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RE: SVGAccessibilityWG: has-been-clicked or a:visited

From: Doug Schepers <doug@schepers.cc>
Date: Mon, 8 Nov 2004 20:42:08 -0500
To: "'Jonathan Chetwynd'" <j.chetwynd@btinternet.com>, "'Jim Ley'" <jim@jibbering.com>, <www-svg@w3.org>
Cc: "'Chris Lilley'" <chris@w3.org>
Message-Id: <20041109014208.AE9CD86282@plunder.dreamhost.com>


Hi, Jonathan-

Sorry about the last post... An errant slip of the finger sent it sailing
merrily away before I'd managed to type anything.

I agree that every effort should be made to make SVG as accessible as
possible, and I'm glad that you're bringing up these issues.

I think that specific issues should be raised and addressed, however. I'll
speak more about this toward the end.

Jonathan Chetwynd wrote:
| 
<snip />
| 
| The Mozilla accessibility expert Aaron Leventhal was recently quoted: 
| "SVG is not accessible yet at all"

I'm not sure that you're putting that in the right context, Jonathan. The
actual quote is:

"ML: How accessible should we expect new applications developed on Mozilla
technologies to be? Like for example the Mozilla Amazon Browser. Do
programmers have to take care of anything special to insure their aplication
accessibility? To what extent? I would guess that keyboard support is pretty
good with the core technologies, but what about screen reader support?

"AL: [...] The answer for web content is easy. Alas, SVG and MathML are not
accessible yet at all. Static HTML is fine as long as gudelines and common
sense are followed (disclaimer: some assistive technologies still don't
support Mozilla well, such as the JAWS screen reader). Dynamic web content
is still a problem that we're working on." [1] 

I took that to mean that Mozilla's SVG implementation is not accessible yet.
This could be because, as you know, Mozilla does not yet support 'title' or
'desc' elements.

I think it would be worthwhile contacting him to clarify why he believes
this to be so, in order to address his concerns. 


| The Macromedia accessibility expert Bob Regan is a partner with a UK 
| web based project and The Rix Centre, and intimately concerned with 
| the needs of people with learning disabilities.
| Are members of the WG keen to encourage anyone to author SVG? 
| flash has managed this, and people with mild to severe learning 
| difficulties have used the tools available to create graphics and 
| animations in flash, but not to my knowledge in SVG.

Macromedia is a company; the W3C is a standards consortium; you're mixing
apples and oranges. Macromedia has taken hits in the past regarding
accessibility, and I suspect that this is in large part a PR ploy.  

You speak of people with learning disabilities using Flash and not SVG, but
I don't think they are hand-coding the Flash. I think that they are using a
tool to do it. There is a paucity of well-distributed SVG authoring tools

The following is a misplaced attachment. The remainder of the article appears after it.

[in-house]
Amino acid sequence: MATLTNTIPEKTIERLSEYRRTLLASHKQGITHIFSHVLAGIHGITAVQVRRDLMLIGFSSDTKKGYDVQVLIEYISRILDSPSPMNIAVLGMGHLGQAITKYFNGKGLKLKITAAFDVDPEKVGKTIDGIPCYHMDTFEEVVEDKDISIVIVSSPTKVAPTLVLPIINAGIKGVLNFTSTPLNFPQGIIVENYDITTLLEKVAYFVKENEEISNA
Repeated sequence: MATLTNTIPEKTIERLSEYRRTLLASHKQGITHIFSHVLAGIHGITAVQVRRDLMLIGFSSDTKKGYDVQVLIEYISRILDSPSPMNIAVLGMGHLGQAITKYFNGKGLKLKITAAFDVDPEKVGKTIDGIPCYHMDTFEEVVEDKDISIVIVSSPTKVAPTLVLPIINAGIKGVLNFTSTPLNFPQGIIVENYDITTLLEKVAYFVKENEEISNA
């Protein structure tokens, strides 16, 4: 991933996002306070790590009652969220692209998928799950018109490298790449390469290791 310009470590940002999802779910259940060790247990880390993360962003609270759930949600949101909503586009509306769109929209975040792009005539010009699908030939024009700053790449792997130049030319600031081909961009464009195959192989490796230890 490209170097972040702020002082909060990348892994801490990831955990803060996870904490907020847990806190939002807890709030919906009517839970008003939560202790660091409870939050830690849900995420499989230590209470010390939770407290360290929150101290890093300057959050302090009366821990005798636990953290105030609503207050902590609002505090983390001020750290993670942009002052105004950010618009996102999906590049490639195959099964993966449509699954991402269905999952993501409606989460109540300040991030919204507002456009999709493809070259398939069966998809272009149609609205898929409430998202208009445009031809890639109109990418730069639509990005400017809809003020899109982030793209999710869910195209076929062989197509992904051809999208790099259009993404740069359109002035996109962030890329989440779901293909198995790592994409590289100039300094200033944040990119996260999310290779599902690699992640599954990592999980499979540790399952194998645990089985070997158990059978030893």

(though some fine ones exist). With the right authoring tool, these same
user-authors could just as easily create SVG as Flash, but the W3C doesn't
make authoring tools, they make language specifications.
 

| It may be that SVG is in danger of becoming a technology for 
| industry, but not for people.
| The potential is undoubtedly there, but is the feedback? This 
| isn't just theory, it means paying attention to users.
| It has to be done asap, so that the delay in updating specs, 
| guidelines etc is minimal.
| Do you consider that this has been done, between 1.1 and 1.2? 
| is there any evidence?

Yes, there is evidence, and it's called SVG1.2. There are numerous
enhancements that will aid in accessibility. One of them is Vector Effects,
as Jim rightly mentions. Another is the addition of tooltips and the 'hint'
element, which preserves 'title' and 'desc' from being misused and will
provide the user with instructions on how to use an element or control (much
like the 'alt' attribute, but better). Another is the navigation
considerations, including navindex, directional navigation, and focusable
elements. Another is improved keyboard and mouse support (for instance, I
think some people would have an easier time using the wheel). Another is
sXBL, which will allow for the visual rendering of XML, while retaining
access to the semantics of the model.

You brought up an interesting point on svg-dev. Should SVG1.2 allow users to
provide their own sXBL components, much as alternate CSS stylesheets can be
used for HTML pages? It's up to the UA implementors to do this, but I thin
it's worth mentioning in the Spec. A user could provide their own sXBL
templates for known XML ontologies and models (like XForms or MathML or
whatever), which would help them render it in a manner more suitable for
their own needs. The authoring community could work to provide alternate
accessible sXBL; perhaps the Spec could talk abou how even the primary
author can provide several different components, each applicable to a
different need. This is a good feature from CSS that shouldn't be discarded.